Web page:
This appealing strategy has pitfalls, too
Who doesn’t want to reduce their tax bill? At the end of the year, one popular tactic is tax loss harvesting, a strategy of selling stocks, mutual funds, exchange-traded funds and other investments that are worth less than what one paid for them. The idea is to use losses to offset realized capital gains on other investments. On the surface, tax loss harvesting seems attractive, but is it a good fit for the long-term investor? It depends.
Tax loss harvesting typically works in one of two ways. The first method is to sell a security that has diminished in value and immediately replace it with a similar security, hold it for 30 days, then sell it and buy back the original security. The second method is to harvest the loss and wait on the sidelines for 31 days before re-establishing the original position. Either way, the objective is to avoid a violation of the IRS “wash” sale rule, which disallows tax savings on a loss if the position is sold and then re-purchased within 30 days.
Here’s an example. Let’s say an investor has a position in “XYZ” with an original purchase price of $750,000, which has now declined in value to $500,000. To harvest that loss, XYZ is sold, resulting in a $250,000 portfolio loss. To steer clear of the IRS’s wash sale rules, a similar position in “ABC” is purchased and held in the portfolio for 30 days, then sold. XYZ is then repurchased. Assuming there is no change in the price of either XYZ or ABC over the 30-day period, and XYZ was in the portfolio long enough for any capital gains tax to be at the long-term rate, the investor now has a cost basis in XYZ of $500,000 and a harvested loss of $250,000.
Assume XYZ appreciates 50% and is again worth $750,000, and at some future point the investor sells it in its entirety. The investor now has an additional $250,000 in capital gains on XYZ. This is because the act of tax loss harvesting reset the cost basis to $500,000. In other words, the tax loss harvest transaction ends up canceling itself out since the tax losses have been offset by additional capital gains when the asset is eventually sold.
While tax loss harvesting delays capital gains taxes, escaping them altogether is difficult. There are a few ways to do that. First, don’t reinvest harvested proceeds into stocks (not very practical for most people). Another alternative is to reinvest, then keep carrying the reinvested proceeds forward until the time of death, at which time the IRS’s step-up-in-basis rule re-sets the basis and no capital gains are owed.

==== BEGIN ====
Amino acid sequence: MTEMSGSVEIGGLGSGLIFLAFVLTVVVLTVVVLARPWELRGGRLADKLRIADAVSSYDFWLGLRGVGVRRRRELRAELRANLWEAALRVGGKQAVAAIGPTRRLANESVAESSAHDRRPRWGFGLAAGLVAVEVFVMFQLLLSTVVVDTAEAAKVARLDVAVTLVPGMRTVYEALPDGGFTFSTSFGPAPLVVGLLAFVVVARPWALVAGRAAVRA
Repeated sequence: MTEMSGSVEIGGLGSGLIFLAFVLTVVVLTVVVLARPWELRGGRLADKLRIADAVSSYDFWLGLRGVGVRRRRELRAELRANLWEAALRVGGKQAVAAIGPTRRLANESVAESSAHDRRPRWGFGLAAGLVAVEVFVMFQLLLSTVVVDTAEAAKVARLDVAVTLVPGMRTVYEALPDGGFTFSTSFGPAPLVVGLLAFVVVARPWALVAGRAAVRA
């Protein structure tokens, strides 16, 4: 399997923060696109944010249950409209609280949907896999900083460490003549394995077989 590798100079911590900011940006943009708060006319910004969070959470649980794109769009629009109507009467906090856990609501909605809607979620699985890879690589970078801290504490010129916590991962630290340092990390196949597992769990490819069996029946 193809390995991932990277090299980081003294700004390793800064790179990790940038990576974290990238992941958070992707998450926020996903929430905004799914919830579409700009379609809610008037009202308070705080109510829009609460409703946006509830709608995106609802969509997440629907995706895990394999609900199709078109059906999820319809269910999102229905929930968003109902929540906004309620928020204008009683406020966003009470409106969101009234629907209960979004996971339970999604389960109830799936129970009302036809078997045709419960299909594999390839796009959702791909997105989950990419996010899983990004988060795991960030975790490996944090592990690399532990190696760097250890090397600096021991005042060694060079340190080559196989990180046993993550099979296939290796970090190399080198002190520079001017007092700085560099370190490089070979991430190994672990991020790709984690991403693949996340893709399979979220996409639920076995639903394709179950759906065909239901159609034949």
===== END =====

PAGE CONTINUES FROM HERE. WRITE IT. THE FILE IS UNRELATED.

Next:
For the large majority of investors, taxes will eventually have to be paid on gains. Most people are likely to need the money at some point, so staying invested until death is not realistic. And if future capital gain tax rates rise, as many experts believe they will, the tax liability could be higher than the benefit realized by harvesting losses today.
If there are no capital gains to offset in a given year, absent unusual circumstances, there is hardly any tax advantage to stockpiling capital losses since these losses may only be applied against a maximum of $3000 of ordinary income.
Under what circumstances could stockpiling capital losses make sense? Take for example a situation in which all three of the following exist in the same year: 1) a substantial capital gain is expected to be recognized, 2) the current losses are at risk of being eroded due to expected price increases, and 3) proceeds from the loss harvesting are not used to re-purchase securities that are expected to be sold at gains in the same year.
Loss harvesting also involves the risk of undesirable consequences. First, the value of the strategy may be eroded by transaction fees and by “tracking error” if the substitute position held to avoid the wash sale rule does not perform in line with the original investment. Second, if the proceeds from the loss harvest are kept out of the market for 31 days before being re-invested into the identical position, the investor risks being whip-sawed by upward movements in market prices during the time lapse, causing underperformance.
There’s another risk too, in being seduced by the uptick in marketing of tax loss harvesting. What used to be a year-end practice is now evolving into a year-round strategy touted by firms that aggressively look for and harvest portfolio losses right away, with the aim of circumventing capital gains in other parts of the portfolio while enhancing overall performance. Keep in mind that the benefits of tax loss harvesting are difficult to quantify, and the value of the strategy is likely to be overestimated by high-fee advisors seeking a share of your wallet. Even if there is some benefit to be realized from tax loss harvesting, shouldn’t it go to you instead? And consider the downside of aggressively applying this strategy: it’s possible to end up with a portfolio with only capital gains in it.
Bottom line, apply this strategy judiciously. Tax loss harvesting may generate current tax savings, but could also trigger a potential future gain that offsets most or all of the loss harvesting benefit.
Remember that passive and index portfolios have inherently low annual capital gains distributions because their turnover is low. The funds favored by Cardiff Park Advisors offer tax-managed and tax-advantaged portfolios where losses and gains are offset internally within the strategies. We can and do work with clients on request to harvest losses, but recommend letting fund managers navigate taxes within their funds rather than doing it yourself through tax loss harvesting.